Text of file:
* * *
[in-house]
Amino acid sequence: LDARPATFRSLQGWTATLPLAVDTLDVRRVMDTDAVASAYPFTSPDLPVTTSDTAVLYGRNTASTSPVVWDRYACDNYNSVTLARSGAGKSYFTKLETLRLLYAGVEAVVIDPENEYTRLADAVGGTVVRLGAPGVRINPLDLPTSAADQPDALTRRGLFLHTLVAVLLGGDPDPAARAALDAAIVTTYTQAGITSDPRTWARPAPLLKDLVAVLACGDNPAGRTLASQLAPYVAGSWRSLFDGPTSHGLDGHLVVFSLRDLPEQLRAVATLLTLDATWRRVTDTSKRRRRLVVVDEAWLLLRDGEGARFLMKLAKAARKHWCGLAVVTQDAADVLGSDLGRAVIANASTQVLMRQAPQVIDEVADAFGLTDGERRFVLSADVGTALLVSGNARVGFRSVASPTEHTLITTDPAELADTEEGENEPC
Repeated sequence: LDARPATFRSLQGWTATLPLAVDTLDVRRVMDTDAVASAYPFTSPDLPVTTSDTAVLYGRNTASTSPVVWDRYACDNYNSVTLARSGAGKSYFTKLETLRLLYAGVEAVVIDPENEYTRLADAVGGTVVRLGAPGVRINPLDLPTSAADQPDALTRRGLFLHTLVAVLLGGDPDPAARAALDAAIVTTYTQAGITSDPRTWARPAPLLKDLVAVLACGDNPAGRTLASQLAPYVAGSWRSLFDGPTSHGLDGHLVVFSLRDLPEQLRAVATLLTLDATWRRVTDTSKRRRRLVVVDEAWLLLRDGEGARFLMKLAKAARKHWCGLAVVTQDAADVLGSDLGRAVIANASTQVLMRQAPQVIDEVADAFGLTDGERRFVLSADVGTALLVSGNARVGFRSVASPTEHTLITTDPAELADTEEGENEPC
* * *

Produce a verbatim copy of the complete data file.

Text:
[in-house]
Amino acid sequence: LDARPATFRSLQGWTATLPLAVDTLDVRRVMDTDAVASAYPFTSPDLPVTTSDTAVLYGRNTASTSPVVWDRYACDNYNSVTLARSGAGKSYFTKLETLRLLYAGVEAVVIDPENEYTRLADAVGGTVVRLGAPGVRINPLDLPTSAADQPDALTRRGLFLHTLVAVLLGGDPDPAARAALDAAIVTTYTQAGITSDPRTWARPAPLLKDLVAVLACGDNPAGRTLASQLAPYVAGSWRSLFDGPTSHGLDGHLVVFSLRDLPEQLRAVATLLTLDATWRRVTDTSKRRRRLVVVDEAWLLLRDGEGARFLMKLAKAARKHWCGLAVVTQDAADVLGSDLGRAVIANASTQVLMRQAPQVIDEVADAFGLTDGERRFVLSADVGTALLVSGNARVGFRSVASPTEHTLITTDPAELADTEEGENEPC
Repeated sequence: LDARPATFRSLQGWTATLPLAVDTLDVRRVMDTDAVASAYPFTSPDLPVTTSDTAVLYGRNTASTSPVVWDRYACDNYNSVTLARSGAGKSYFTKLETLRLLYAGVEAVVIDPENEYTRLADAVGGTVVRLGAPGVRINPLDLPTSAADQPDALTRRGLFLHTLVAVLLGGDPDPAARAALDAAIVTTYTQAGITSDPRTWARPAPLLKDLVAVLACGDNPAGRTLASQLAPYVAGSWRSLFDGPTSHGLDGHLVVFSLRDLPEQLRAVATLLTLDATWRRVTDTSKRRRRLVVVDEAWLLLRDGEGARFLMKLAKAARKHWCGLAVVTQDAADVLGSDLGRAVIANASTQVLMRQAPQVIDEVADAFGLTDGERRFVLSADVGTALLVSGNARVGFRSVASPTEHTLITTDPAELADTEEGENEPC